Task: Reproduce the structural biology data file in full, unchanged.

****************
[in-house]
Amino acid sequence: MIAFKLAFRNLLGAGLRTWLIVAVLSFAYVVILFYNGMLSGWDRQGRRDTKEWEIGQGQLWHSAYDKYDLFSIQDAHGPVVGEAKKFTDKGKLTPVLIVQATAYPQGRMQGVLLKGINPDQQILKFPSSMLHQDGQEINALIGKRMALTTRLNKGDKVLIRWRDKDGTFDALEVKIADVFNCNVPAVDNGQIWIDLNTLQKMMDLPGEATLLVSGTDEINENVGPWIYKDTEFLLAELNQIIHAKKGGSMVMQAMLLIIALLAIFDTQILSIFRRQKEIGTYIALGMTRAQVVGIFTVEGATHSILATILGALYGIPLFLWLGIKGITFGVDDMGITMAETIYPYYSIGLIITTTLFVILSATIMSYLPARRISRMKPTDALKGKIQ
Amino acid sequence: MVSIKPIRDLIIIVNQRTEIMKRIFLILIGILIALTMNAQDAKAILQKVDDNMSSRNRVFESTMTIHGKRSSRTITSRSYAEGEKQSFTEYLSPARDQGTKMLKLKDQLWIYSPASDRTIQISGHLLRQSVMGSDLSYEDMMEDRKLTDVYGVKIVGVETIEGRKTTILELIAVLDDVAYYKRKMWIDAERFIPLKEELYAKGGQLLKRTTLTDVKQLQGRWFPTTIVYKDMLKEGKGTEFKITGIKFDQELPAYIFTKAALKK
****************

[in-house]
Amino acid sequence: MIAFKLAFRNLLGAGLRTWLIVAVLSFAYVVILFYNGMLSGWDRQGRRDTKEWEIGQGQLWHSAYDKYDLFSIQDAHGPVVGEAKKFTDKGKLTPVLIVQATAYPQGRMQGVLLKGINPDQQILKFPSSMLHQDGQEINALIGKRMALTTRLNKGDKVLIRWRDKDGTFDALEVKIADVFNCNVPAVDNGQIWIDLNTLQKMMDLPGEATLLVSGTDEINENVGPWIYKDTEFLLAELNQIIHAKKGGSMVMQAMLLIIALLAIFDTQILSIFRRQKEIGTYIALGMTRAQVVGIFTVEGATHSILATILGALYGIPLFLWLGIKGITFGVDDMGITMAETIYPYYSIGLIITTTLFVILSATIMSYLPARRISRMKPTDALKGKIQ
Amino acid sequence: MVSIKPIRDLIIIVNQRTEIMKRIFLILIGILIALTMNAQDAKAILQKVDDNMSSRNRVFESTMTIHGKRSSRTITSRSYAEGEKQSFTEYLSPARDQGTKMLKLKDQLWIYSPASDRTIQISGHLLRQSVMGSDLSYEDMMEDRKLTDVYGVKIVGVETIEGRKTTILELIAVLDDVAYYKRKMWIDAERFIPLKEELYAKGGQLLKRTTLTDVKQLQGRWFPTTIVYKDMLKEGKGTEFKITGIKFDQELPAYIFTKAALKK